Cairness, his hand on the butt of his own pistol, wondered, a little angrily, if Taylor were never going to be roused. Brewster answered that she would, of course. He was rather annoyingly proprietary and sure of her.
Also he was in love with the wife of a man he liked and respected—and who trusted him. Yet in spite of that, he had come near—so near that it made him cold to think about it—to following in the way of many frontiersmen and marrying a Mexican. It had been when he had first learned that Felipa Landor had gone East for two years; and the Mexican had been very young and very pretty, also very bad.
Then taps sounded, ringing its brazen dirge to the night in a long, last note. It ended once, but the bugler went to the other side of the parade and began again. Lawton repeated the shaking of his fist. He was growing impatient, and also scared. A little more of that shrill music, and his nerves would go into a thousand quivering shreds—he would be useless. Would the cursed, the many times cursed military never get to bed? He waited in the shadow of the corrals, leaning against the low wall, gathering his forces. The sentry evidently did not see him. The post grew more and more still, the clouds more and more thick.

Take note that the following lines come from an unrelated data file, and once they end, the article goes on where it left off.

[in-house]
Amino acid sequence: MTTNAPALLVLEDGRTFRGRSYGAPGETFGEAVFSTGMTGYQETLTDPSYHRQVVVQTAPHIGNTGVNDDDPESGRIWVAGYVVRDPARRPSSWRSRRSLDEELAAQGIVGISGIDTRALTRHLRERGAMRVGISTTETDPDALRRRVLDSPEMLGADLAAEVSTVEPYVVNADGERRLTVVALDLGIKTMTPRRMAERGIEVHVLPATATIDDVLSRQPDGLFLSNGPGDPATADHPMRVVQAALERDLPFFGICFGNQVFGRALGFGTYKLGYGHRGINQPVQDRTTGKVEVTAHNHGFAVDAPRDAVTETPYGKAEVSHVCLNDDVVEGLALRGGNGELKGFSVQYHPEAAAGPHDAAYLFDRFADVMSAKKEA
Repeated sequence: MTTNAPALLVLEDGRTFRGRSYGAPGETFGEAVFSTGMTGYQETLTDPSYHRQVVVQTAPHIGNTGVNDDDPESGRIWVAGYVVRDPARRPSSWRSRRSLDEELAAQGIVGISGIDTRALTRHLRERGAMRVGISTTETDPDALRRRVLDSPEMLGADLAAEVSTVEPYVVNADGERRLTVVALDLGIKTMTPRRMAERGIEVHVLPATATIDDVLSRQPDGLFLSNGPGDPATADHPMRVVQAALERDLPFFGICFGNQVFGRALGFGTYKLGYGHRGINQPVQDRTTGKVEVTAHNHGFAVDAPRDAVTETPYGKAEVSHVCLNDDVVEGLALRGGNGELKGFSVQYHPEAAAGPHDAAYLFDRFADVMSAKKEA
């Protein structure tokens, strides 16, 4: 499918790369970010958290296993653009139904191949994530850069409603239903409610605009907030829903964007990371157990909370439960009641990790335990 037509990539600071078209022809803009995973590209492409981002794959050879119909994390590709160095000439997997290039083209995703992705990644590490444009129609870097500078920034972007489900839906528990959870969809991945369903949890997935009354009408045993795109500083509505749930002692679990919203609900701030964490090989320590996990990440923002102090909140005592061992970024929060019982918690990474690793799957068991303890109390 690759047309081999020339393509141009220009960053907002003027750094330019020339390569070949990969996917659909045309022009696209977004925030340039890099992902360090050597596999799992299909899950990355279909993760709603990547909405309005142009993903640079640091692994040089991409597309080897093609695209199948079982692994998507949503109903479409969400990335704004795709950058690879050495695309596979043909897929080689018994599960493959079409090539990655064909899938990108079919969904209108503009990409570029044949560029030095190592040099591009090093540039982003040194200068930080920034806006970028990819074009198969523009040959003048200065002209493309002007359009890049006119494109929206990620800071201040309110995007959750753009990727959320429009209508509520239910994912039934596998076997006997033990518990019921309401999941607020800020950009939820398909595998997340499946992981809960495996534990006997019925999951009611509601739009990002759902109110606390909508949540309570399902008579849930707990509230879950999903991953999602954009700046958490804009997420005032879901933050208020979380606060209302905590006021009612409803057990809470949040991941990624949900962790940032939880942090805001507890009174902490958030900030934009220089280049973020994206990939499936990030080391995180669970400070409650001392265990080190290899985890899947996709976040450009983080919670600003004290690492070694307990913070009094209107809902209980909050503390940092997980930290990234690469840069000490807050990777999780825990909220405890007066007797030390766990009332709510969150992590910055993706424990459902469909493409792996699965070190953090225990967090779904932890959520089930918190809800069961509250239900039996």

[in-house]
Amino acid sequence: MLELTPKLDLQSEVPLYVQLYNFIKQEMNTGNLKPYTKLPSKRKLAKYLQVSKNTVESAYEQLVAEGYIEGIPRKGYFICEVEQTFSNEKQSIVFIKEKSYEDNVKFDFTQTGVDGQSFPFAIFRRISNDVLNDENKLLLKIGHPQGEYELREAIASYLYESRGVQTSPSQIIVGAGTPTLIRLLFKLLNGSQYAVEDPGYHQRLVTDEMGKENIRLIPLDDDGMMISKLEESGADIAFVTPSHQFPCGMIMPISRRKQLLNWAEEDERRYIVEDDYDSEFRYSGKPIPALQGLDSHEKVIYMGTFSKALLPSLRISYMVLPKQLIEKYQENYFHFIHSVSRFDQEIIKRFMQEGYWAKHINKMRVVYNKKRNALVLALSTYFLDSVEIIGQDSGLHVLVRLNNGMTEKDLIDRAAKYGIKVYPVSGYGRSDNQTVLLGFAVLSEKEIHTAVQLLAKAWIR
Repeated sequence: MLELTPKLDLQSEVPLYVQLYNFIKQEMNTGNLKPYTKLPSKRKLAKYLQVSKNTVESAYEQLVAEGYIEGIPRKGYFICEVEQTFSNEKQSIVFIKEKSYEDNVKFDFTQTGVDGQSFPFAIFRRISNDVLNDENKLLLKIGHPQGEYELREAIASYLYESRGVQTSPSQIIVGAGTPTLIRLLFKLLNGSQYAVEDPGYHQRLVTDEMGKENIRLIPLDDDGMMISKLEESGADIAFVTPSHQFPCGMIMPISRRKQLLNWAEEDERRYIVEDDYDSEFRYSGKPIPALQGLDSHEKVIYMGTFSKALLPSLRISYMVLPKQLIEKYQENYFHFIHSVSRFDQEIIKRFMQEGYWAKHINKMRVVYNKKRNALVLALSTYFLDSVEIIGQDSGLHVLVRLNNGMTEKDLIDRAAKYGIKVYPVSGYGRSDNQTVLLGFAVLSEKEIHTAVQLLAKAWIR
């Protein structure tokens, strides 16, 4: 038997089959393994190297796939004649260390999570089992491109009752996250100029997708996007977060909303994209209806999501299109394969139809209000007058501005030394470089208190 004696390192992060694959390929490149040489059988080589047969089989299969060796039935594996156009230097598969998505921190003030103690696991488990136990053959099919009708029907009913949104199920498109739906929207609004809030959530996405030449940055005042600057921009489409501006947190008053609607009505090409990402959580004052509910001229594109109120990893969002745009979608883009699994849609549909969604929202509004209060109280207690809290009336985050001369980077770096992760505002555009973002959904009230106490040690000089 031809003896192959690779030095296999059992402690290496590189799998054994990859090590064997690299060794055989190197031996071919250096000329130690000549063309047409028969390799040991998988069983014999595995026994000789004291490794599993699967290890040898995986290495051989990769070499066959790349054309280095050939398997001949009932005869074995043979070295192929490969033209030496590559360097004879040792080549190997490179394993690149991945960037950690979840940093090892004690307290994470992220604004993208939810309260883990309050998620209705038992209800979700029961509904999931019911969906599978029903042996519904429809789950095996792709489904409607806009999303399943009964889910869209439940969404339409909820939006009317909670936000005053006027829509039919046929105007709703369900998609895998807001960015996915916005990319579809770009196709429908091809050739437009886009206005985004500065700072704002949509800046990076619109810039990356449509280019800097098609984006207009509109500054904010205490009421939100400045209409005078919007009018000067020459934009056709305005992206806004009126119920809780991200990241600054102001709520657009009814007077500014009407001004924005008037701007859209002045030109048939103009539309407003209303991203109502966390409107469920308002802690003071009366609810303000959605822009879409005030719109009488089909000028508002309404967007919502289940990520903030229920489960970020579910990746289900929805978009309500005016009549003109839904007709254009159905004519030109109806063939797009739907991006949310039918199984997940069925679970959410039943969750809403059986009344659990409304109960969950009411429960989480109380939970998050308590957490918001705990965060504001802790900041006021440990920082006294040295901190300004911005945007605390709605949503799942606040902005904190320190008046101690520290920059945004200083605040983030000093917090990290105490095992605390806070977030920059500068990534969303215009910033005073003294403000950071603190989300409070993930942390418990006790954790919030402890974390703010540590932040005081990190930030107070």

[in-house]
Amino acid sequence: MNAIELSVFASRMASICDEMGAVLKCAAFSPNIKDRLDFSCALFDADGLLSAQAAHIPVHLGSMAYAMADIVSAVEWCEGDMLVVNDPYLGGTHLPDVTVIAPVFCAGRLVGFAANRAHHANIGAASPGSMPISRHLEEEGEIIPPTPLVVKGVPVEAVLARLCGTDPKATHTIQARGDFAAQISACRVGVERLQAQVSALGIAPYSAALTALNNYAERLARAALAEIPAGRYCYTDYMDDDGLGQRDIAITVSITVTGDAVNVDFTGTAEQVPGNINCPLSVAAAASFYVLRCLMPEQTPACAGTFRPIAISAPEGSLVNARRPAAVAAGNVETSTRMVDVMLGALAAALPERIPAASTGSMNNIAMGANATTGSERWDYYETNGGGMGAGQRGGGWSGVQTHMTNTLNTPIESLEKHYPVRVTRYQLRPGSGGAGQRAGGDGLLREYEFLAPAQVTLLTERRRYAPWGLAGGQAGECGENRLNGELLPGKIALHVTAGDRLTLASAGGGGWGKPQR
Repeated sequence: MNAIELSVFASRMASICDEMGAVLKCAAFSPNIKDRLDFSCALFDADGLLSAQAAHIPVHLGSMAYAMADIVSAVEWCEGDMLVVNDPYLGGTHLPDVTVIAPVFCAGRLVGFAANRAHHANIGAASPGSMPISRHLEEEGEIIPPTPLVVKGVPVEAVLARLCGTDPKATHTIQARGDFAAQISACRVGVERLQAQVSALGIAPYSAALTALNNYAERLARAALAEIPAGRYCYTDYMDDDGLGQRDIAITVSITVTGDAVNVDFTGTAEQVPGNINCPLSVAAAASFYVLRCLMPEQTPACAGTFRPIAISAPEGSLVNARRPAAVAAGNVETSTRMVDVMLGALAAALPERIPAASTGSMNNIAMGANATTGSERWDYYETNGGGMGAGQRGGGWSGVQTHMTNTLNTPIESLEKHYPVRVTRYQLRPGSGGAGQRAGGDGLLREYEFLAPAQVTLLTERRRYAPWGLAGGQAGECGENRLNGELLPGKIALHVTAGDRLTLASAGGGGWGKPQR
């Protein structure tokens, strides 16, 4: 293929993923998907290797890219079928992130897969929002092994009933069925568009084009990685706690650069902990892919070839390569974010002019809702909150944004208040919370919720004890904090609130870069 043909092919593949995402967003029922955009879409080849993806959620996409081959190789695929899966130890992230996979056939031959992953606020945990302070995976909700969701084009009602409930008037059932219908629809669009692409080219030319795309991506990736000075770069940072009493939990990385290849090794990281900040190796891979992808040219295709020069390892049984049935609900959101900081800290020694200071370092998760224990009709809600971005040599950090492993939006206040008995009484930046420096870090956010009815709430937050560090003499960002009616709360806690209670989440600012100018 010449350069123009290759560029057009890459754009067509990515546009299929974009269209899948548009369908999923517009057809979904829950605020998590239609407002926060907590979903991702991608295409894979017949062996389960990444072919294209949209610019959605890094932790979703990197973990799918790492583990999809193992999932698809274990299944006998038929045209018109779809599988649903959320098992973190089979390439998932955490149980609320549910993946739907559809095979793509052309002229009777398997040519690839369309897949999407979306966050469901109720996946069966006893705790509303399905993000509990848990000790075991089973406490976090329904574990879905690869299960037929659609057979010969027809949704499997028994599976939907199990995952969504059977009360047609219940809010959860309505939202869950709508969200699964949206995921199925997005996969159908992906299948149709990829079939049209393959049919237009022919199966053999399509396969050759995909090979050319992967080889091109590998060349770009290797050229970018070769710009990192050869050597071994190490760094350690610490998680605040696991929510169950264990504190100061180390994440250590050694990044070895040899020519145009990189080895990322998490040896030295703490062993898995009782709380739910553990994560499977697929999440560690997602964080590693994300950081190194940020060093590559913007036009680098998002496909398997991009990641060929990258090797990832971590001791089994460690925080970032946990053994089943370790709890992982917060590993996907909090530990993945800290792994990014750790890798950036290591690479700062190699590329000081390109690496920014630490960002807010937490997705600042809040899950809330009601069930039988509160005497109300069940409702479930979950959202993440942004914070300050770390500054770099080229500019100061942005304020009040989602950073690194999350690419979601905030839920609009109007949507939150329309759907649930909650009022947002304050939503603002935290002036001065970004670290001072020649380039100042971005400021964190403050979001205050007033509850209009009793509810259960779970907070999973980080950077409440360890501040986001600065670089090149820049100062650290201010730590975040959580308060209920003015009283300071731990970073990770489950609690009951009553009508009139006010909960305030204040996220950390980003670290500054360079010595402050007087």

"It's the old saying about a dog walking on its hind legs, when you come to civilizing the Indian. You are surprised that he civilizes at all, but he doesn't do it well, for all that. He can be galvanized into a temporary semblance of national life, but he is dead at the core, and he will decay before long."